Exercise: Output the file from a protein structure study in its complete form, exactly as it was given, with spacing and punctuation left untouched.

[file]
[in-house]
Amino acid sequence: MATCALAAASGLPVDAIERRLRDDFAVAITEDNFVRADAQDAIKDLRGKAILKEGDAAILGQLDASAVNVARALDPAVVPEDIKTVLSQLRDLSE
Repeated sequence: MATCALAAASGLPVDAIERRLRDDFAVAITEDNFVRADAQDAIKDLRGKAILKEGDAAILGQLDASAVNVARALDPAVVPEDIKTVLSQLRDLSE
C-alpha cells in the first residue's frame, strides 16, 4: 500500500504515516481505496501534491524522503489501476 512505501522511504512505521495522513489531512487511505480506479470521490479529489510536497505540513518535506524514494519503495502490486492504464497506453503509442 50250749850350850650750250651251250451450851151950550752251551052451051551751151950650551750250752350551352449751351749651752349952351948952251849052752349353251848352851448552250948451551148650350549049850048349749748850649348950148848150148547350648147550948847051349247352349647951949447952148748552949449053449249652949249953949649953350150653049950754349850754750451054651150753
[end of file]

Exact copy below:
[in-house]
Amino acid sequence: MATCALAAASGLPVDAIERRLRDDFAVAITEDNFVRADAQDAIKDLRGKAILKEGDAAILGQLDASAVNVARALDPAVVPEDIKTVLSQLRDLSE
Repeated sequence: MATCALAAASGLPVDAIERRLRDDFAVAITEDNFVRADAQDAIKDLRGKAILKEGDAAILGQLDASAVNVARALDPAVVPEDIKTVLSQLRDLSE
C-alpha cells in the first residue's frame, strides 16, 4: 500500500504515516481505496501534491524522503489501476 512505501522511504512505521495522513489531512487511505480506479470521490479529489510536497505540513518535506524514494519503495502490486492504464497506453503509442 50250749850350850650750250651251250451450851151950550752251551052451051551751151950650551750250752350551352449751351749651752349952351948952251849052752349353251848352851448552250948451551148650350549049850048349749748850649348950148848150148547350648147550948847051349247352349647951949447952148748552949449053449249652949249953949649953350150653049950754349850754750451054651150753